Shoyu Tare | Fixing the Recipe


Here is a question for you. Can you put 1¾ cups of water into a sauce pan, cook it for about 15 minutes, add stuff to it, strain that stuff out and get 2 cups of finished product? According to the recipe for Shoyu Tare in Brian MacDuckston’s book Ramen at Home, you sure can! In the words of the infamous Cousin Vinny “Perhaps the laws of physics cease to exist on your stove!”

Obviously, it’s a mistake, and unfortunately this book is full of mistakes. However, Mr. MacDuckston got a lot of things right, such as clearly translating the occult methods used by master Tare makers to Irish-born, Italian-raised white girls who thought Tare was some type of pavement. So it’s definitely not fireplace fodder.

Because my love of a good bowl of Ramen is outweighed only by my love of a delicious dumpling, I decided to cook though this book. And, because I’m arrogant as hell, I figured I’d fix all the recipes for you. Master chef I ain’t, but I can do the math. Allegedly. At least, I can use a calculator or, like, excel.

Here’s how it works. I will write out everything they way it appears in the book, and then I will add my fixes and “color commentary” in italics so you know it’s me speaking and not Mr. MacDuckston. Here we go!

Shoyu Tare Recipe from Ramen at Home – The Teardown


1 Oz Dried Fish (anchovy, bonito or Sardine)

These can be found in plastic packaging in the refrigerated section of an Asian grocery store. I don’t know where else to get them and it’s really important, although it really does not lend a specifically fishy taste to anything. Weirdly, it just enhances the other flavors.

1 dried shiitake mushroom (About 1 ounce)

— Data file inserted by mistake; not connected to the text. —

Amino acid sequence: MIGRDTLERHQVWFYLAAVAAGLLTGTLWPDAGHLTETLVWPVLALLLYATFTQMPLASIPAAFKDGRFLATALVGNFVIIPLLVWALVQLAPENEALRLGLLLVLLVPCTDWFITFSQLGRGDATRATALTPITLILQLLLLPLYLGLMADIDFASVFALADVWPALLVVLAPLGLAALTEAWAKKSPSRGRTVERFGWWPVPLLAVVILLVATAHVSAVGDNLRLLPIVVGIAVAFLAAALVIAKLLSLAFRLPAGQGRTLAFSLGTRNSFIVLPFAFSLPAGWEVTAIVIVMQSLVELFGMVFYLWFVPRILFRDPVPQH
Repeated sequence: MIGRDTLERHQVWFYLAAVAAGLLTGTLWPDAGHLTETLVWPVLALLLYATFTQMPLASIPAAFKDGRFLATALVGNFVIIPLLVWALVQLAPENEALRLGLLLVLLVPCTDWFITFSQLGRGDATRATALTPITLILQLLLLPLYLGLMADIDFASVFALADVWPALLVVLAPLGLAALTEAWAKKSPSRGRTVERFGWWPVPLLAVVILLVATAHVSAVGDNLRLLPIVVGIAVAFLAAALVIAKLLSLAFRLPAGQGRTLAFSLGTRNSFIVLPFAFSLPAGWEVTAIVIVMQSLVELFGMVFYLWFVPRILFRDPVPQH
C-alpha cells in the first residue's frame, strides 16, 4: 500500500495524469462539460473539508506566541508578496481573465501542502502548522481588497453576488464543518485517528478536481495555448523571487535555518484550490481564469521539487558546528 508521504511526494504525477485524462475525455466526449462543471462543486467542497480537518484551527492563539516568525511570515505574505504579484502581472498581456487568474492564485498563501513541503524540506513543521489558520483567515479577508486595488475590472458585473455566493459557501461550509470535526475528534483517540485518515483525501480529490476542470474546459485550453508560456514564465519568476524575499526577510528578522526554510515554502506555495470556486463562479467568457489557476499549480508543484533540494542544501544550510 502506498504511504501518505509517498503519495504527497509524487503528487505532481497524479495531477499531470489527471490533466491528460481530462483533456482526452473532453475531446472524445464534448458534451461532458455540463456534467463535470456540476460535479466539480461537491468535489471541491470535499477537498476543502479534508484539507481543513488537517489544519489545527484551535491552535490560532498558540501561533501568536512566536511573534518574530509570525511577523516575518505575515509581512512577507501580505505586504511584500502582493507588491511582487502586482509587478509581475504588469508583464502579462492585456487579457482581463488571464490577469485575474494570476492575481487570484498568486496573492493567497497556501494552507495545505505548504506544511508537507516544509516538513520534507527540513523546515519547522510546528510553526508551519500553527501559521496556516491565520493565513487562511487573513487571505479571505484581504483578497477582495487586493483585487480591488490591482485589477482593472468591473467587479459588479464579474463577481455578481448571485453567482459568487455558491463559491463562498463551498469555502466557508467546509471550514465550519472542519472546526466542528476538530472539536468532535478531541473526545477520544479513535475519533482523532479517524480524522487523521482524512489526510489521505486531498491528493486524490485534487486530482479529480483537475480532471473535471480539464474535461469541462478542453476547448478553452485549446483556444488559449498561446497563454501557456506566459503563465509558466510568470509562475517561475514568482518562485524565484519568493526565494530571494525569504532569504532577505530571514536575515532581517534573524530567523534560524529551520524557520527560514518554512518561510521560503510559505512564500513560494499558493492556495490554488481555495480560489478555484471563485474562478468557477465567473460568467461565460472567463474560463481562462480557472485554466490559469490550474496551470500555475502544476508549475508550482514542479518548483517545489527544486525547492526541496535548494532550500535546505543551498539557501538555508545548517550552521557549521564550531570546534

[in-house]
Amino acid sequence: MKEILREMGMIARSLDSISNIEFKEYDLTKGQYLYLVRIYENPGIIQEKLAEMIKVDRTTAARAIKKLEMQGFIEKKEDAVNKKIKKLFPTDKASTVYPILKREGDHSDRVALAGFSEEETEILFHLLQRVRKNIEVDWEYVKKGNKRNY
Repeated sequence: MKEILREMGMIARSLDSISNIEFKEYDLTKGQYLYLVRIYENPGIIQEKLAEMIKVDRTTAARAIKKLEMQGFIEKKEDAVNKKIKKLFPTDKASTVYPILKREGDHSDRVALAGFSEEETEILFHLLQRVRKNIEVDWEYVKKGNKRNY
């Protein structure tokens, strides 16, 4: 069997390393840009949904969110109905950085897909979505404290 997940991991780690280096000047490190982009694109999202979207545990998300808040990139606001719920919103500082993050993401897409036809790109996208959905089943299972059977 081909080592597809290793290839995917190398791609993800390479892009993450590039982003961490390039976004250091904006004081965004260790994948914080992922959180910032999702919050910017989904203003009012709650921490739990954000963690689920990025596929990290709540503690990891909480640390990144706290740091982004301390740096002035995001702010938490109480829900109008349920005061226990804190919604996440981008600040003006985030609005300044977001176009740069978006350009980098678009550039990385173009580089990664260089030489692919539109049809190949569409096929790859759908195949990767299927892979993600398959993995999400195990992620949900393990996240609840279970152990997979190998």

This is bs. 1 oz of dried shitake is WAY MORE than 1 single mushroom. It’s like, 6 entire mushroom caps. I used a true 1 oz because I love a good mushroom flavor, and Shiitakes are apparently a prime source of – you guessed it – UMAMI. It turned out great.

1¾ cups water

Also bullshit – Mr. MacDuckston meant 2¾ cups of water. He must have, as you’ll see later when you get to the method.

2 oz Kombu
Salt, 17% by weight or ⅓ cup + 1 Tsp.
About 2 cups of dark soy sauce


1. Use a spice grinder to grind the dried fish and dried Shiitake mushrooms into powder

I don’t know what kind of humongous spice grinder Mr. MacDucston think exists in a common household. 1 oz of fish is a huge volume for normal spice grinder, not to mention the half a bag of Shiitake mushrooms.  I used our Ninja blender and it worked really well, but it made a lot of non-ninja-like noise. Just blend till you have a really fine powder. Took me about a minute.

2. Put the water in a large stockpot and add the konbu. Bring to a boil. Simmer for 2 minutes then remove and discard the Kombu.

Removing the Kombu is Really Important Step. If that konbu boils too long, it’ll release this crazy slime and you have to start over. I speak from experience.

3. Add the fish-and-mushroom powder to the simmering water and bring it to a boil again. When it boils, remove from heat and strain the liquid through a paper or cloth filter (A coffee filter works well)

A coffee filter does NOT work well. A coffee filter, unsupported, rips and releases the fish-and-mushroom mush into your strained fluid and you have to restrain it. If, however, you rip open several coffee filters and layer them it over a fine mesh strainer, it provides enough stability and lets you press the mixture down to get every last amazing umami-filled drop in a process much like what they use in Japan. Alternatively a double-layer length of cheesecloth works well too.

4. If measuring salt by weight, measure the weight of the liquid using a kitchen scale. Add 17% of this weight in salt.